The Sannomiya Motomachi nightlife offers a mish-mash of little bars, many of which have ex-pat owners which means a largely English-speaking crowd and no table charge! When bar-hopping through the night a few of my favorites to visit include Midnight Bar, Denial (a hidden karaoke bar you are likely to find only through word of mouth) and 1134, which is a wild spot for a younger crowd. Then you get Iznt – the place I like to pop into en route to line my stomach with some decent finger food and my nightly fill of good live music. The beer selection is great, and the staff engaging, friendly and likely to point you to some other hidden gems in the area. Don’t be thrown by Popeye playing on the TV all night long; it’s just another perfect example of Japanese quirk in action!
Another of the Sannomiya Motomachi stretch favorites, the Ember Room gets a mention all of its own largely thanks to the uniquely pleasant rooftop location. This incredibly trendy, tastefully decorated rooftop bar offers something rare in the rest of Japan; outdoor seating. With a canopy to keep the space warm and dry even in bad weather, the lush, leafy bar with wood and copper finishings has a vibey atmosphere, sofas to relax in and a menu of really great drinks. On the top floor of the building the venue is good for private parties and has the bonus of being situated above several other excellent bars including Alchemy (on the bottom floor) where you can expect some decent mixology and live bands.
Tachinomi are a version of tiny bars that include some of the best izakaya in Kobe – izakaya being informal Japanese pubs good for a few drinks after work, with tapas-style finger food. Tachinomi are a version of these that translates to “standing drinking”, where patrons stand at the counter drinking cheap drinks, snacking on finger food and blowing off steam. Traditionally no-frills, these drinkeries – usually located around train stations or in working-class areas – have taken of a new life, experiencing a renewed surge in popularity among the younger generations. Nowadays you’re likely to find tachnomi with trendy decor, a more creative selection of food and drink and a youthful, hip crowd. There are dozens of these around the city, opening early in the morning and acting as daytime bars. An excellent option for drinking and eating on a budget, these bars offer a unique cross-section of Kobe society with a lively, local atmosphere. Customarily there’s no host at the door, so it’ll be up to you to find a good spot with a bit of elbow room in the usually crowded bars. Settle in with a group of friends, grab a draft of local craft beer and order a plate of sashimi and edamame to snack on for a truly local experience.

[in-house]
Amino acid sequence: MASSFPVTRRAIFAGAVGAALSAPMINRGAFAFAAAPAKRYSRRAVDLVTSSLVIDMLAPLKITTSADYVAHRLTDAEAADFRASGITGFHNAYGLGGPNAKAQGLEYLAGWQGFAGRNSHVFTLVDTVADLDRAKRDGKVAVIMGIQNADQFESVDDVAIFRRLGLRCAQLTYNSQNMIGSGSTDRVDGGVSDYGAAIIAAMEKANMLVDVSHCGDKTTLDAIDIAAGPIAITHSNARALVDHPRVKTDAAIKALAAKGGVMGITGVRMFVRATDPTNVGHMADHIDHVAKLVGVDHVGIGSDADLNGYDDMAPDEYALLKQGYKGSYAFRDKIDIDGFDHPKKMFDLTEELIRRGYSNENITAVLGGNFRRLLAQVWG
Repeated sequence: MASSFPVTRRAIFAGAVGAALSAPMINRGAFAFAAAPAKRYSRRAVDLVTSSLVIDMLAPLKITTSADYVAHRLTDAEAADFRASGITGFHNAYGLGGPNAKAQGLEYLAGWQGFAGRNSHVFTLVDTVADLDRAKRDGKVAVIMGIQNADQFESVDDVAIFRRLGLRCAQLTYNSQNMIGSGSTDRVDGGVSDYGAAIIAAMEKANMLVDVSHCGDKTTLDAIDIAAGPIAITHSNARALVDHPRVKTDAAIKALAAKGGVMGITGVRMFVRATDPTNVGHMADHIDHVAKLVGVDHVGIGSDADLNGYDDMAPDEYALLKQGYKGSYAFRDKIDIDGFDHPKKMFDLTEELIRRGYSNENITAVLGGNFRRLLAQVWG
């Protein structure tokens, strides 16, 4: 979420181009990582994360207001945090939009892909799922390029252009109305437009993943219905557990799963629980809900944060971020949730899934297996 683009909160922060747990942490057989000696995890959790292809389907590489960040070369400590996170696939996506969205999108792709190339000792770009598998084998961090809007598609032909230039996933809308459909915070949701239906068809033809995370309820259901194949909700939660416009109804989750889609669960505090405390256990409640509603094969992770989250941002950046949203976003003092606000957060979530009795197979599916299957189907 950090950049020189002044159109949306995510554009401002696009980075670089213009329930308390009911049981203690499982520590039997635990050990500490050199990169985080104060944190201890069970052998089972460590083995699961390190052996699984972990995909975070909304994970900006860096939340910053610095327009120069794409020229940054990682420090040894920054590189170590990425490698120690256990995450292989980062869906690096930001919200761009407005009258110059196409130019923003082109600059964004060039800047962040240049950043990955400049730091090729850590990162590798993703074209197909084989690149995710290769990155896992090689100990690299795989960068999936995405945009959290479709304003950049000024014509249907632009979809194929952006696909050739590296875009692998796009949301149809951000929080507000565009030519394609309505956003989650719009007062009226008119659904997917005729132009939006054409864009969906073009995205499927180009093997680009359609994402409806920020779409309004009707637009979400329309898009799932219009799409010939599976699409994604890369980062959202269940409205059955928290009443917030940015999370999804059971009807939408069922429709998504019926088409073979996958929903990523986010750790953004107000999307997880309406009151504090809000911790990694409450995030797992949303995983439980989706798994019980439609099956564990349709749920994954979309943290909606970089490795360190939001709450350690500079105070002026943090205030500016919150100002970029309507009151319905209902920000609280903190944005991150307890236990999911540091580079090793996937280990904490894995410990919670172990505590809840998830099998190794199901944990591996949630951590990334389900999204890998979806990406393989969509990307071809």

Photo credit: 663highland, Wikipedia
When considering what to do in Kobe at night, this is one that might not appear in your guide book, being as it is a kind of sleazy area. It might not boast the hippest bars in town and has a somewhat dodgy, run-down feel to it but this area is where the working class of Kobe come to unwind and is a more authentic slice of life, you're unlikely to find in this city. As the main red-light district in Kobe, you might wonder what on earth might draw a foreigner to these streets, but keep your ear to the ground and you’ll soon discover a flourishing blues and jazz scene perfectly indicative of the creativity that results when the Japanese put their spin on western culture. One of the very first Japanese jazz bands was formed here in the early 1920s, and ever since the jazz scene has exploded. The area now hosts an annual jazz festival and nightly live shows in the scattering of jazz and blues clubs that dot the Shinkaichi map. The best of these must be the atmospheric Sone; a smokey jazz lounge that offers a taste of the local music scene without the hefty admission fee. If jazz is not your thing you might consider visiting the area for the interesting coffee shops and tasty Japanese style ginger ale and lemonade instead.